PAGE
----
“The year of the woman” is again on display. More than a slogan, our evolving culture and mindset are taking center stage. In reality, women have not veered off course supporting and encouraging one another to continue blazing the trail and taking their seats at the tables of leadership. However, the slogan reminds us that while each milestone of progress is celebrated, women and men alike recognize the gap is still great.
Alice Eagly and Linda Carli, who coined the term ‘labyrinth of leadership’ in their 2007 HBR article of the same name, pointed to the notable absence of women in top leadership roles. Rather than a glass ceiling, Eagly and Carli conjured up the image of a labyrinth women must navigate and the walls they must ascent, including walls of prejudice and gender stereotypes, differences in traits and learned behaviors, and even the disproportionate investment women have historically benefitted from in areas of education, work experience and work-related opportunities.
It has only been since the 1970’s that academic research began to deeply explore gender and leadership, but the skewed representation of women to men across industries and roles makes it difficult to generalize results about what makes a successful woman leader. What we do know is that the practice of leadership has been embraced by women since the beginning of our documented history—it is only now that we are witnessing the direct impact on the health of organizations that benefit from the unwavering commitment and competence women bring to the workplace.
Successful companies realize that leadership is so much more than a static set of traits or inborn skills. The days of the great man theory of leadership are gone. Instead, companies know that leadership is a complex process, and the skills and behaviors needed to be effective can be developed by everyone through determination, self-awareness and emotional intelligence, and coaching. Women embody core capabilities that underpin the ease with which many are showcasing success at empowering others, building communities and networks that cultivate new ideas, and addressing turbulence with their keen ability for teaching and engaging others to think outside the box.
“In the past, women had to prove themselves, often trying too hard to emulate their male counterparts,” says Sharon Imperiale, President, CCI Consulting. “Today, there is more confidence in women leaders. Being authentic, open, and honest serves them well.”
As a proud women-owned business, CCI Consulting is celebrating this year’s International Women’s Day by highlighting the dynamic, courageous and successful women leaders we are fortunate to work with. We truly believe their thoughts about women leaders will inspire all of us and showcase how women are transforming the companies lucky enough to have them!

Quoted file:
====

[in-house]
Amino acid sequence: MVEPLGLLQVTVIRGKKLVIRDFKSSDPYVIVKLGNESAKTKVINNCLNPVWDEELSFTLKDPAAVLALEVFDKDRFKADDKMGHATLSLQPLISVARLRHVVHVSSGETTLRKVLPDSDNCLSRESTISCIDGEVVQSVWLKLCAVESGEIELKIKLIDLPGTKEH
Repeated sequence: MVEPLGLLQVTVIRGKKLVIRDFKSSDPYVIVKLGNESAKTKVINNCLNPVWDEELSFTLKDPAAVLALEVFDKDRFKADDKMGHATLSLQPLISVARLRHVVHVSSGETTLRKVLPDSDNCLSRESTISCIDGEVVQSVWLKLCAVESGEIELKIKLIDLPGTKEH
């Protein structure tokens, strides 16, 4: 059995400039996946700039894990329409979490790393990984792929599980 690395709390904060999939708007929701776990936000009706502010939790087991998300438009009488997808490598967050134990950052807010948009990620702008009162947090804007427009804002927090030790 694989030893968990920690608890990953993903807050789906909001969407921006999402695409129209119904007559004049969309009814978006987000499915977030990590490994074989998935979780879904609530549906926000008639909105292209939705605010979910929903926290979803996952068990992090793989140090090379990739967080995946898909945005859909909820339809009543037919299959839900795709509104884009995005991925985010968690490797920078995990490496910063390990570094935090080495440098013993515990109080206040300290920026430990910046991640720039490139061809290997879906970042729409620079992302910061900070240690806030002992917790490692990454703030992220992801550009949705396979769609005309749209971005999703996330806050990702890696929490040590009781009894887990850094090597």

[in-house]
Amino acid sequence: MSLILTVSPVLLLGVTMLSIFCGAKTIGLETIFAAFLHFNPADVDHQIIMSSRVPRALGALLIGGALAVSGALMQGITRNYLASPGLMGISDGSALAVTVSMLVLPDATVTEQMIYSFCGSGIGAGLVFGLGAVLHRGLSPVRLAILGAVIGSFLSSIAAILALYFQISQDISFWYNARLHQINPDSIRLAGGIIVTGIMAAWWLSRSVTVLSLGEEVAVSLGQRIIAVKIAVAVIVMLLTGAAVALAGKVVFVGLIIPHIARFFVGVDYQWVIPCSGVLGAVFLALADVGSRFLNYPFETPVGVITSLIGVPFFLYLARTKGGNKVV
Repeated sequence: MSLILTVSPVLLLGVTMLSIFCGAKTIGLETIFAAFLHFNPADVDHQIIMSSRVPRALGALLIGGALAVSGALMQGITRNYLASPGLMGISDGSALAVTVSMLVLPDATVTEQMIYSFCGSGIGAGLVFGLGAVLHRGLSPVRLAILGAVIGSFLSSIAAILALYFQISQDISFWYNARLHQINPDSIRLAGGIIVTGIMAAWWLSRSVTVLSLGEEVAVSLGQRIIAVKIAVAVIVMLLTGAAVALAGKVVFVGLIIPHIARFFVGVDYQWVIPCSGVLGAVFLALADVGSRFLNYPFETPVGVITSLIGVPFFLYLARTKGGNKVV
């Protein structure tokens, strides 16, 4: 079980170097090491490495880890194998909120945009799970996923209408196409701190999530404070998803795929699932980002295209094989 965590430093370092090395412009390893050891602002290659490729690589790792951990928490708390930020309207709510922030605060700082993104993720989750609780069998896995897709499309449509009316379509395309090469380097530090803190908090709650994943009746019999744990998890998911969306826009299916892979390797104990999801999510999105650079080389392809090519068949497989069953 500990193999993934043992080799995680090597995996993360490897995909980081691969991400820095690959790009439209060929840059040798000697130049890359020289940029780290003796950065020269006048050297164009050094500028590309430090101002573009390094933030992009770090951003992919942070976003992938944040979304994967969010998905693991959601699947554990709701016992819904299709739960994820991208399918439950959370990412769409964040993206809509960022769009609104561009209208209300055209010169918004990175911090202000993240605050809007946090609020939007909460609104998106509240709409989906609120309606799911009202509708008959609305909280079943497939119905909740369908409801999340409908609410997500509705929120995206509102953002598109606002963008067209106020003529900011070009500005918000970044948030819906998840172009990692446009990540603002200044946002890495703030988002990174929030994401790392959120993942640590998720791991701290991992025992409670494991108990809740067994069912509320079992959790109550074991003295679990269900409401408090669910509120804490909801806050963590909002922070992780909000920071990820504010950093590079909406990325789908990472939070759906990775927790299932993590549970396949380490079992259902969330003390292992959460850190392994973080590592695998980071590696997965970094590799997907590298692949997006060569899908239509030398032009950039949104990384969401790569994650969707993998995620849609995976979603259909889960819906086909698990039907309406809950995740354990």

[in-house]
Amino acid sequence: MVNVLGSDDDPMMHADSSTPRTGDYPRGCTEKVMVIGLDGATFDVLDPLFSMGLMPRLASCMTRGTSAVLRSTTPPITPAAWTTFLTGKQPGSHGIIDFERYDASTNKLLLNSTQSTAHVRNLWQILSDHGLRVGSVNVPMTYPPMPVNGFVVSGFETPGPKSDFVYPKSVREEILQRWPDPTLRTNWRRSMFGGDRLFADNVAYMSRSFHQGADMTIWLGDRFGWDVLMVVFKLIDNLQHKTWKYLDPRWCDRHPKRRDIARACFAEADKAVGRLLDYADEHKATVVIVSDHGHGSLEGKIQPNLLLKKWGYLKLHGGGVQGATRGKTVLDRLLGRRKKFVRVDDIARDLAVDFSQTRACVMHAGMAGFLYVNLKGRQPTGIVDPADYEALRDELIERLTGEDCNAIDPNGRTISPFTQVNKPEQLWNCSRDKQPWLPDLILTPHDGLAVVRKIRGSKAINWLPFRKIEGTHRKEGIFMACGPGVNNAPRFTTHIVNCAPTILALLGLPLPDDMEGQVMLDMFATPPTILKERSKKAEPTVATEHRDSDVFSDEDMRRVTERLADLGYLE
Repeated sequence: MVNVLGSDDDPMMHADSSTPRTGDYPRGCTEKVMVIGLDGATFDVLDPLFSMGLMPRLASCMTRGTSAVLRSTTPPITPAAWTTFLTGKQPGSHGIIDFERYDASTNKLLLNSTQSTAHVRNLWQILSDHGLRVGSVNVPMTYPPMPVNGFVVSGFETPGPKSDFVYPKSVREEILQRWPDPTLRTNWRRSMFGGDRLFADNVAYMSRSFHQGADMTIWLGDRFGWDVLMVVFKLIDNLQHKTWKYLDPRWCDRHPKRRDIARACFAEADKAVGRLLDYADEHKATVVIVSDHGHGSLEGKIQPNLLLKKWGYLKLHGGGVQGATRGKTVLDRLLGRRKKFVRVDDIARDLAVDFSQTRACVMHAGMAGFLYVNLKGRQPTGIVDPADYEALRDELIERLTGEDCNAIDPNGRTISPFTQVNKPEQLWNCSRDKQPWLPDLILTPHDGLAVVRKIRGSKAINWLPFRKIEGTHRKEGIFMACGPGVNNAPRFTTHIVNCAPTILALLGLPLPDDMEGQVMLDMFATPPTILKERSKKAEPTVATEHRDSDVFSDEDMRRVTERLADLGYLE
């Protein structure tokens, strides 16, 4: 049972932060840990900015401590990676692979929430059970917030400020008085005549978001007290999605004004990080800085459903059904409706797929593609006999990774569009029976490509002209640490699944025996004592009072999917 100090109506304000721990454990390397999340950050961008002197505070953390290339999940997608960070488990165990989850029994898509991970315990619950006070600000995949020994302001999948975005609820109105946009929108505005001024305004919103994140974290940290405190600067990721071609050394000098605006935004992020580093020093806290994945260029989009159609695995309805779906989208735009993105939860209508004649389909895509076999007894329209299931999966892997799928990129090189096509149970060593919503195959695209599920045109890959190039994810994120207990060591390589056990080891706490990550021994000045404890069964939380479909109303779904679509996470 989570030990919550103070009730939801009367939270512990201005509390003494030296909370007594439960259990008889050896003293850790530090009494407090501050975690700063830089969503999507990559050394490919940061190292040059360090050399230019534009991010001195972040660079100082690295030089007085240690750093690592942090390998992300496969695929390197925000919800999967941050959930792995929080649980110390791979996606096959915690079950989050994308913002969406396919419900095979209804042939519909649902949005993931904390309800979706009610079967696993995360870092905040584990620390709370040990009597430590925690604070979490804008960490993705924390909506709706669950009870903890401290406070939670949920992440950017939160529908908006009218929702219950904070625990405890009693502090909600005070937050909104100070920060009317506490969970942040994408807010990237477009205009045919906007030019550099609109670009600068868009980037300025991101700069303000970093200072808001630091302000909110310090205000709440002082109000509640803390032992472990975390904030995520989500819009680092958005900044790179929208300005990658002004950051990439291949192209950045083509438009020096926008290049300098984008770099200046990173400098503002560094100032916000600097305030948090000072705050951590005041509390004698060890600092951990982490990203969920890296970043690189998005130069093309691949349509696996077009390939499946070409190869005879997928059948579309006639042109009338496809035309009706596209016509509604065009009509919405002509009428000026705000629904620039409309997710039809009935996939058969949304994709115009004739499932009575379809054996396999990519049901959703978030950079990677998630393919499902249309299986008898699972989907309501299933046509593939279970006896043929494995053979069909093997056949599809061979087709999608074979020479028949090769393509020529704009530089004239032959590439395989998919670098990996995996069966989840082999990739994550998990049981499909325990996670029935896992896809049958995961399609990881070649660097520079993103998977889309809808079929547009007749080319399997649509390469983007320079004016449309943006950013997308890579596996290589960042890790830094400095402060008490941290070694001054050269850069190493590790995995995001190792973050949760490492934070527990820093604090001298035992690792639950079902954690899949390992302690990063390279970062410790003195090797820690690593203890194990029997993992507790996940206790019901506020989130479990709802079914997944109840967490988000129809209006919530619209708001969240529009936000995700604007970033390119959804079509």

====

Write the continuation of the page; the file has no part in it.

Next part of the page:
“As we continue to define and redefine what traits are core to strong leaders, I think it’s a positive trend that skills and traits mainly attributed to women such as empathy, collaboration, effective listening, and creative problem solving are now included in the mix! The marvelous strength that effective women leaders have is their ability to balance these needed skills with the more traditional ones normally attributed to effective leaders.”
Debbi Bromley, Ed.D.
SVP, Human Resources, Genex Services
“It’s difficult to become what you cannot see. Women leadership continues to be incredibly important for the little girls growing up behind us, looking up to the women of today to decide what they want to do in life. Women are shaking up all industries by leaning in, taking a seat at the table, and innovating in a way that hasn’t been done before. We’re starting companies, taking office, and climbing ladders while keeping our families at the center. Additionally, we represent the voice of half of humanity. A voice that has been missing from boardrooms and courtrooms that impact our every day.”
Jessica L. Landis, CFP®, ChFC®
Vice President, Head of Investment Solutions, Janney Montgomery Scott LLC
“Today’s workforce demands a greater life-work balance. Women better understand that and value the benefits. It is not about being soft; it is about setting priorities and goals, and creating [and] embracing the best culture to achieve high-performing results.”
President, CCI Consulting
“Women make strong leaders because, quite frankly, it is how we are made. It is in our DNA!
Whether it is a struggling mother determined to raise her family or a woman who is a CEO of a large company, both embody characteristics that keep them going, keep them striving, keep them alive. These characteristics include, but are not limited to, being forward thinkers, dreamers if you will. For how does one achieve anything without a dream? Being emotionally intelligent as well as self-aware is as key as being tenacious, a collaborator, and a person who takes responsibility. These strong women embody a sense of balance, audaciousness, resiliency and, most of all, a sense of humor about self.”
VP of Human Resources, Philadelphia Gas Works
We at CCI Consulting work with dynamic, courageous and successful women like these every day. Some are our clients, some are our coaches and consultants, and all celebrate the intentional and purposeful way women leaders are hoisting themselves and others to see more clearly over the labyrinth walls. The more women take on leadership roles and serve as breadwinners in the family, the more society will increasingly accept women as both nurturer and leader.
Adena Johnston, D.Mgt. MCEC
Vice President and Practice Leader, Talent Development